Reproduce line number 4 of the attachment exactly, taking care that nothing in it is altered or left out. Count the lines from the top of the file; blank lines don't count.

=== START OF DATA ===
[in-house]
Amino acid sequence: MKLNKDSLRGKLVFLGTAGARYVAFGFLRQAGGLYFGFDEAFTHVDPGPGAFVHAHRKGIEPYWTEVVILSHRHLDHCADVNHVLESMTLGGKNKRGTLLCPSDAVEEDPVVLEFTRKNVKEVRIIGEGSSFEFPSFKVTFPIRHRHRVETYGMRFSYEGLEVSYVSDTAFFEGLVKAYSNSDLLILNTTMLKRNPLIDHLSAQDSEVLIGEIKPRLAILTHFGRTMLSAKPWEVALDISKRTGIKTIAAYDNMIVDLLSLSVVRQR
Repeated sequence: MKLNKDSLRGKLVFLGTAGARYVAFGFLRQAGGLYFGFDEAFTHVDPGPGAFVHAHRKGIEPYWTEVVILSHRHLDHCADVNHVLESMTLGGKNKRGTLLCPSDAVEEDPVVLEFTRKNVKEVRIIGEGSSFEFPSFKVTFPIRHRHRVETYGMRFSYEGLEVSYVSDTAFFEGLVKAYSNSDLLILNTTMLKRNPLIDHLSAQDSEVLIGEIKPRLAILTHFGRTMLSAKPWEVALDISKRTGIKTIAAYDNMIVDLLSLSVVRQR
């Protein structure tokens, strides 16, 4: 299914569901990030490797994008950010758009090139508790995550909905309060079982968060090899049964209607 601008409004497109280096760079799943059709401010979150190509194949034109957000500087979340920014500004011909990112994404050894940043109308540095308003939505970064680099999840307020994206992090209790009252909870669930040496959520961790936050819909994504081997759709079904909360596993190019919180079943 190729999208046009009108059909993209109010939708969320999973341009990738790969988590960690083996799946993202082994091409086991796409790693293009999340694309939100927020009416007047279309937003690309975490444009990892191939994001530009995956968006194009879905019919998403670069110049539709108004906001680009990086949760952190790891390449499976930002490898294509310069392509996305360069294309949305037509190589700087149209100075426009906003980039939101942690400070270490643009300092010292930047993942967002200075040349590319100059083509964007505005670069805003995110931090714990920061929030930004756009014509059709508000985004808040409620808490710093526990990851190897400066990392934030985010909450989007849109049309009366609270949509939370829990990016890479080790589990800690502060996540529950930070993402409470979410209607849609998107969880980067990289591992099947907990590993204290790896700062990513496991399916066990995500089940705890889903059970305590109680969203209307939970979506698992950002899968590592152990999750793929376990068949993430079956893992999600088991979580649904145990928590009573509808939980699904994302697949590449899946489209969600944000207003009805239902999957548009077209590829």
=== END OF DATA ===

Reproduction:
């Protein structure tokens, strides 16, 4: 299914569901990030490797994008950010758009090139508790995550909905309060079982968060090899049964209607 601008409004497109280096760079799943059709401010979150190509194949034109957000500087979340920014500004011909990112994404050894940043109308540095308003939505970064680099999840307020994206992090209790009252909870669930040496959520961790936050819909994504081997759709079904909360596993190019919180079943 190729999208046009009108059909993209109010939708969320999973341009990738790969988590960690083996799946993202082994091409086991796409790693293009999340694309939100927020009416007047279309937003690309975490444009990892191939994001530009995956968006194009879905019919998403670069110049539709108004906001680009990086949760952190790891390449499976930002490898294509310069392509996305360069294309949305037509190589700087149209100075426009906003980039939101942690400070270490643009300092010292930047993942967002200075040349590319100059083509964007505005670069805003995110931090714990920061929030930004756009014509059709508000985004808040409620808490710093526990990851190897400066990392934030985010909450989007849109049309009366609270949509939370829990990016890479080790589990800690502060996540529950930070993402409470979410209607849609998107969880980067990289591992099947907990590993204290790896700062990513496991399916066990995500089940705890889903059970305590109680969203209307939970979506698992950002899968590592152990999750793929376990068949993430079956893992999600088991979580649904145990928590009573509808939980699904994302697949590449899946489209969600944000207003009805239902999957548009077209590829």